I will never forget that feeling, the pain of finding out that Kash’s tears were from hunger (it felt like starvation to me!).
When I took Kash to see his pediatrician and found out that he had lost a full pound since he was born, it was a Friday. His pediatrician said to go to MilkWorks right away. I called MilkWorks and told them my baby had lost a pound and I needed to come in the next morning to see a lactation consultant.
Although she wasn't scheduled to work that Saturday, Ann met my new (distraught) family to help us get some food into our starving baby.
She was so kind, gentle and understanding of our clueless-ness when it came to parenting. I remember at that point I was still wondering if I was holding him right (kind of humorous when I look back on it now) - let alone figuring out how to breastfeed!
Ann had me start pumping and bottle feeding right away and Kash put the weight back on quickly. The problem then became that he and I lost faith in the process of feeding at the breast. I believe we were both terrified that it would lead him back to starvation. With pumping and bottle feeding, I could verify his intake and he was eating with ease. It seemed worth the lack of sleep and hassle of pumping while trying to take care of a sometime screaming baby.
I'm so thankful the ladies at MilkWorks continued to encourage me. Especially during the times that I had pretty much decided that breastfeeding was a pipe dream. They worked with me and guided me through the technical and emotional sides. But, it wasn't until one day when Kash was 6 weeks old, that Suzy sternly said to me "he is strong enough to do this," that I realized I hadn't let go of my fear. I hadn't forgotten the pain of knowing my baby was starving when I was supposed to be his food source. In that moment, when she said that to me, I looked down and saw how strong he had become, and even if he lost a little weight at this point, he would be okay. It was then that I really committed to the process. I set a timer for ten minutes and attempted to get him to at least latch on at every feeding. And he always did before the timer went off! Then (as Suzie suggested) I blocked myself off from the pump and him from the bottle for 6 hours a day. All we had was the breast to work with. Before I knew it he was 100% breastfeeding at 9 weeks old!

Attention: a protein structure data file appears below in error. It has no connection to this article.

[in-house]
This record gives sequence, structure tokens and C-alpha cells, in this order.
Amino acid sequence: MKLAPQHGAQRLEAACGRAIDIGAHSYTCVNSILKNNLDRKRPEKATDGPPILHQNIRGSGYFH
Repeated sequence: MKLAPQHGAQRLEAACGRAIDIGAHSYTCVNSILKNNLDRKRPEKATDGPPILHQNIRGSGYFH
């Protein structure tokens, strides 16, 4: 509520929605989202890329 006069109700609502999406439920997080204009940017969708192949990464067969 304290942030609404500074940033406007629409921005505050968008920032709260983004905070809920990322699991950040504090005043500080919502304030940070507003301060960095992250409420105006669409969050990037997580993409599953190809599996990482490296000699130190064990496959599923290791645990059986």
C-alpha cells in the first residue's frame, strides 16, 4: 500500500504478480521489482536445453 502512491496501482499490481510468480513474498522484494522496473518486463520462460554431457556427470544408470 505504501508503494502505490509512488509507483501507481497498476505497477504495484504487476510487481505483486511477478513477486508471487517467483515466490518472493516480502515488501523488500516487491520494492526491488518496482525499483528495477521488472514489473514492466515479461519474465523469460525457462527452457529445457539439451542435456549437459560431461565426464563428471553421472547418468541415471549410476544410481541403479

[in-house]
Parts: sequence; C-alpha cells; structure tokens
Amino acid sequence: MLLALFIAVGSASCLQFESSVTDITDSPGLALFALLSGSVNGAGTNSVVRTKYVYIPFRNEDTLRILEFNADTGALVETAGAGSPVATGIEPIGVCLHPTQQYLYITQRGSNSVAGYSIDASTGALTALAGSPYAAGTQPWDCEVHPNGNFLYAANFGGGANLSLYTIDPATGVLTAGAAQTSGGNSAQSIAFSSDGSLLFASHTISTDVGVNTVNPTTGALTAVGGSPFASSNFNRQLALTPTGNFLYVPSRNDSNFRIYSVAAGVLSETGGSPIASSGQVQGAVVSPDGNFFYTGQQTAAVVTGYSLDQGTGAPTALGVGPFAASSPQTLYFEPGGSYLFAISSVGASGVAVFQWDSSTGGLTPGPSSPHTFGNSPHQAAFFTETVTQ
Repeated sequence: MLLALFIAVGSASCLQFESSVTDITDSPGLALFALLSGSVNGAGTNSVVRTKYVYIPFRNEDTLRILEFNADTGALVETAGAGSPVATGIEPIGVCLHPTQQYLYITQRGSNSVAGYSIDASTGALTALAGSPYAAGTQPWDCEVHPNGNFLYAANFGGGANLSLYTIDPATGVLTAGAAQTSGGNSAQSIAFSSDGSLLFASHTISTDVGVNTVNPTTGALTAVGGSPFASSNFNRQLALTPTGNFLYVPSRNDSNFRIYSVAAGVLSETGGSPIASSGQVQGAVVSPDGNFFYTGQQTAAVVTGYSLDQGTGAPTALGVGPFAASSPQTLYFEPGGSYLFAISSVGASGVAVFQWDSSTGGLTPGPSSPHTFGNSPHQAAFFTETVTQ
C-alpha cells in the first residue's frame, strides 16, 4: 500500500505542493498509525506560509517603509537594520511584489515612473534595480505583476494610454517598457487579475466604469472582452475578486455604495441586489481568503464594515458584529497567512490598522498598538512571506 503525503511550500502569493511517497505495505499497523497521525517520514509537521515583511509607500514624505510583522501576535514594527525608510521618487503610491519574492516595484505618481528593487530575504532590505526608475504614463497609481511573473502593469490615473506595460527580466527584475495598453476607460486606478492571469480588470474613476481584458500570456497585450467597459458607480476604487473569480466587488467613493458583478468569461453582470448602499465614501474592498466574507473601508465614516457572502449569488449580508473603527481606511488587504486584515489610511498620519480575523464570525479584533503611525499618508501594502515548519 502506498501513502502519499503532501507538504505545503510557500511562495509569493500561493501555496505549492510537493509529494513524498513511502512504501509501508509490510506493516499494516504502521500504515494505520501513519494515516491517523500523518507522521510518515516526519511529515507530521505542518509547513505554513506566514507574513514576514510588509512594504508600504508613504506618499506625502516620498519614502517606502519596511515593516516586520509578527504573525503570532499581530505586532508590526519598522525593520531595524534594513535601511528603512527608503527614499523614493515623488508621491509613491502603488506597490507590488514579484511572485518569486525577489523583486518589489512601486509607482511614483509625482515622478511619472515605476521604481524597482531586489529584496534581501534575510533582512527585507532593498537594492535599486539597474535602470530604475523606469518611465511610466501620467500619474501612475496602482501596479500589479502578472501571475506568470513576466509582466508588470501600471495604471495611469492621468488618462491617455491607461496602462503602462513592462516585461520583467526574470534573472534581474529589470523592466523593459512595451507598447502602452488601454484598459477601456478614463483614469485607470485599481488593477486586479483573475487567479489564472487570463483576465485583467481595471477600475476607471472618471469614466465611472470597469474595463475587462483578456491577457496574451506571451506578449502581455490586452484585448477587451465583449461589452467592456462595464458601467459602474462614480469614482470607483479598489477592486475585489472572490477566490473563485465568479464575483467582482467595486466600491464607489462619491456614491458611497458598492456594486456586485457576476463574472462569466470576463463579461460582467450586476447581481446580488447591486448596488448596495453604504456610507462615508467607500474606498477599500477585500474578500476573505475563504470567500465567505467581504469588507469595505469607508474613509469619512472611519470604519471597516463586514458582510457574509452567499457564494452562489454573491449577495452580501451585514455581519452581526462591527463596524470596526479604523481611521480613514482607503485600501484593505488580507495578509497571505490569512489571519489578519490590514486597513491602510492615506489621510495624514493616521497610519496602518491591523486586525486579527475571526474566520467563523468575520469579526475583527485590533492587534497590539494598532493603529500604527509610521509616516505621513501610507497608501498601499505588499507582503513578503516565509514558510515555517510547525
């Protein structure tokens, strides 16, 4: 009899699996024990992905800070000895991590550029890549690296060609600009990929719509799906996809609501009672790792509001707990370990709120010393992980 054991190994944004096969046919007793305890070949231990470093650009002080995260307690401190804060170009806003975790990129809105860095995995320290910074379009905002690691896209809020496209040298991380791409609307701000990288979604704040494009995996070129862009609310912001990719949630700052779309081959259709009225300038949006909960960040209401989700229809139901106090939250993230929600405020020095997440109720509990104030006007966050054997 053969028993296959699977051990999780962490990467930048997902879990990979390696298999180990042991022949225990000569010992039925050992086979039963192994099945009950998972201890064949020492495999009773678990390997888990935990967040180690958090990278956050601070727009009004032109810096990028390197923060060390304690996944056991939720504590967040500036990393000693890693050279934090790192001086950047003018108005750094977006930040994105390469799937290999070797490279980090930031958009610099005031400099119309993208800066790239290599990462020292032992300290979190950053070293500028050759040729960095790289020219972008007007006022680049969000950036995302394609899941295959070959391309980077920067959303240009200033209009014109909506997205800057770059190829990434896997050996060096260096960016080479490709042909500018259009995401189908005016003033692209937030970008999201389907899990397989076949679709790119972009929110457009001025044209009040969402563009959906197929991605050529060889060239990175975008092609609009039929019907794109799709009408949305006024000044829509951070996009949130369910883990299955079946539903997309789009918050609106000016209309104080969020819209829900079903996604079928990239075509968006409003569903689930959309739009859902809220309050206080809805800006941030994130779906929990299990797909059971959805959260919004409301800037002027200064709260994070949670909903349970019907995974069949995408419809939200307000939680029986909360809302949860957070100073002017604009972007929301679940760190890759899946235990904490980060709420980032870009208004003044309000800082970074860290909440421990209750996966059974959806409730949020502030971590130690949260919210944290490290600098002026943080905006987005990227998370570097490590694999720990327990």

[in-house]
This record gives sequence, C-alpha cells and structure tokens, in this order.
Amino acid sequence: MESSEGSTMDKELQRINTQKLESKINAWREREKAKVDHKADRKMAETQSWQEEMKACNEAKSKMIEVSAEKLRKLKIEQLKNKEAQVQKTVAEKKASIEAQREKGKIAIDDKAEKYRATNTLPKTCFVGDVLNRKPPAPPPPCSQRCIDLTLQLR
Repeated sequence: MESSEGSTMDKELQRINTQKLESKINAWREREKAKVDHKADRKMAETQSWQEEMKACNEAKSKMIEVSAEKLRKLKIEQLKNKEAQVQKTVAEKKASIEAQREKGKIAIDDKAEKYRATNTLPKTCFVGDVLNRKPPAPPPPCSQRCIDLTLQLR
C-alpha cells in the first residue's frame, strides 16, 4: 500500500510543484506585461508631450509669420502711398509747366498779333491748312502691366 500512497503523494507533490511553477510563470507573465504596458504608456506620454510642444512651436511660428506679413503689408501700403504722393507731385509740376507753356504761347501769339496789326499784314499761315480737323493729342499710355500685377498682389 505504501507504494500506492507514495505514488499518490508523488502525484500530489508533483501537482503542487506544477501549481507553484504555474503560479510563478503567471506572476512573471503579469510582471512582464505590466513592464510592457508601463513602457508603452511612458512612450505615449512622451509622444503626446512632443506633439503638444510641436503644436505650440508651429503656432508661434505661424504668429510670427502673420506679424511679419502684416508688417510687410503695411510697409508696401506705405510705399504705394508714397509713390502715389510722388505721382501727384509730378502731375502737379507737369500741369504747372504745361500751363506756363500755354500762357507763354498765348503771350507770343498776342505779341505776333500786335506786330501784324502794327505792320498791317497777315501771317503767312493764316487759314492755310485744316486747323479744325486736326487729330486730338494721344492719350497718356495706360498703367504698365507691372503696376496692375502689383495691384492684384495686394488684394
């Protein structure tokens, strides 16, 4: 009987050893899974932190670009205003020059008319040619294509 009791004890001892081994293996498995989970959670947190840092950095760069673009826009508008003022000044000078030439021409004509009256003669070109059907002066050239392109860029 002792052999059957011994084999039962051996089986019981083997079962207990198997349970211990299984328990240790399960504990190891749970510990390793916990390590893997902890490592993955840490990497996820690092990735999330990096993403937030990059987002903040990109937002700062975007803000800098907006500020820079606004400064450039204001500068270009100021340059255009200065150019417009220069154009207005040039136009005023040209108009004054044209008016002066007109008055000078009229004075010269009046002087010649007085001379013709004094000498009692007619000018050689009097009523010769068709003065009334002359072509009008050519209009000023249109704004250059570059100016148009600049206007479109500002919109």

I can't imagine having gone through this journey without the support of the ladies at MilkWorks and the support group of moms experiencing their own breastfeeding struggles. Thank you so much for all that you women do for us moms and our hungry babies. You really are a blessing to us.
A note from Ann, one of the lactation consultants at MilkWorks: “One of the advantages of working with so many different moms and babies is that our lactation consultants see the incredible progress moms and babies can make! A new mom does not have the advantage of seeing all the babies who come to MilkWorks not feeding well and, with patience and persistence on the part of their mothers, become expert breastfeeders! A huge part of what we do is provide a supportive environment as moms and babies figure it out.”